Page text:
University professors and public sector scientists are regarded as highly credible sources of information on biotechnology. Hence, their role in science communication, particularly on biotechnology is critical. A survey was conducted to investigate how academics and scientists involved in crop biotechnology in Indonesia, Malaysia, and the Philippines view science communication and their role in public awareness and understanding. Although they noted the importance of science communication, respondents devoted an average of 11 percent of their working time to it with most focused on research and instruction. Most of them (40%) had low level of engagement activity (1 to 10 activities/year) mostly conducted for students or staff from other institutions and farmers with an objective of fostering awareness and understanding on biotech, creating public acceptance towards biotech, and addressing issues concerning the risks and benefits of biotech. A total of 31 respondents (10%) have attended training on science communication, which were mostly sponsored by non-governmental organizations. With more funds for science communication activities, additional training, and career incentives, they would be more encouraged to conduct more science communication activities. The respondents feel that an integration of science/biotech communication activity in mainstream organizations or professional societies to enable growth in the field through constant exchange of ideas and experiences will lead to a more informed public about biotechnology.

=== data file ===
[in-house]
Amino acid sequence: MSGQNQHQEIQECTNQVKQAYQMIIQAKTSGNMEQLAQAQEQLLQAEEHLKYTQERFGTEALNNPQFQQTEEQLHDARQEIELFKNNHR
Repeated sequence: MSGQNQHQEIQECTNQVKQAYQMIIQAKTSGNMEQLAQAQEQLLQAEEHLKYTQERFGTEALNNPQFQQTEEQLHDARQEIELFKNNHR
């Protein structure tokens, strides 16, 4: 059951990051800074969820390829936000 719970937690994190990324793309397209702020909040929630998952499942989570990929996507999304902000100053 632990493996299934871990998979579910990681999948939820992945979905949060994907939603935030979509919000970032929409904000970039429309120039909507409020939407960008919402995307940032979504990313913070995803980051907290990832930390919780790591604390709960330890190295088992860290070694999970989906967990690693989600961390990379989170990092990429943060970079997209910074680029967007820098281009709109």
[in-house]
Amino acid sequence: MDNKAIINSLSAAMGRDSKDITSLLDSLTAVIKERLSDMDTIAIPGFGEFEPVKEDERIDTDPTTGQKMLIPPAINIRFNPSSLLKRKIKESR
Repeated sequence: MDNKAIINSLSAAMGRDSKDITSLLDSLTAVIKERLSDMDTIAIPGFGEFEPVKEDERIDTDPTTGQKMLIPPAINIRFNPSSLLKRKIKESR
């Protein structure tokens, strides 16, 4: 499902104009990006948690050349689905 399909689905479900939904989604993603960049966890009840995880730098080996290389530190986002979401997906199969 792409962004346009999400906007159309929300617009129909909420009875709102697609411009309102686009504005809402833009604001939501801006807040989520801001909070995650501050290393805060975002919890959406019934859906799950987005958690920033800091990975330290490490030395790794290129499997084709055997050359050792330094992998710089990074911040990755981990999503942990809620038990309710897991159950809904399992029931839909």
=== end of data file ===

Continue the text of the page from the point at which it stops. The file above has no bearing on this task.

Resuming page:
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Public Communication of Science and Technology

 

Academics and scientists as biotech communicators
Perspectives, capabilities, and challenges in Southeast Asia

Mariechel Navarro   International Service for the Acquisition of Agri-biotech Applications (ISAAA)

Kristine Tome   International Service for the Acquisition of Agri-biotech Applications (ISAAA)

Rhodora Aldemita   International Service for the Acquisition of Agri-biotech Applications (ISAAA)

University professors and public sector scientists are regarded as highly credible sources of information on biotechnology. Hence, their role in science communication, particularly on biotechnology is critical. A survey was conducted to investigate how academics and scientists involved in crop biotechnology in Indonesia, Malaysia, and the Philippines view science communication and their role in public awareness and understanding. Although they noted the importance of science communication, respondents devoted an average of 11 percent of their working time to it with most focused on research and instruction. Most of them (40%) had low level of engagement activity (1 to 10 activities/year) mostly conducted for students or staff from other institutions and farmers with an objective of fostering awareness and understanding on biotech, creating public acceptance towards biotech, and addressing issues concerning the risks and benefits of biotech. A total of 31 respondents (10%) have attended training on science communication, which were mostly sponsored by non-governmental organizations. With more funds for science communication activities, additional training, and career incentives, they would be more encouraged to conduct more science communication activities. The respondents feel that an integration of science/biotech communication activity in mainstream organizations or professional societies to enable growth in the field through constant exchange of ideas and experiences will lead to a more informed public about biotechnology.

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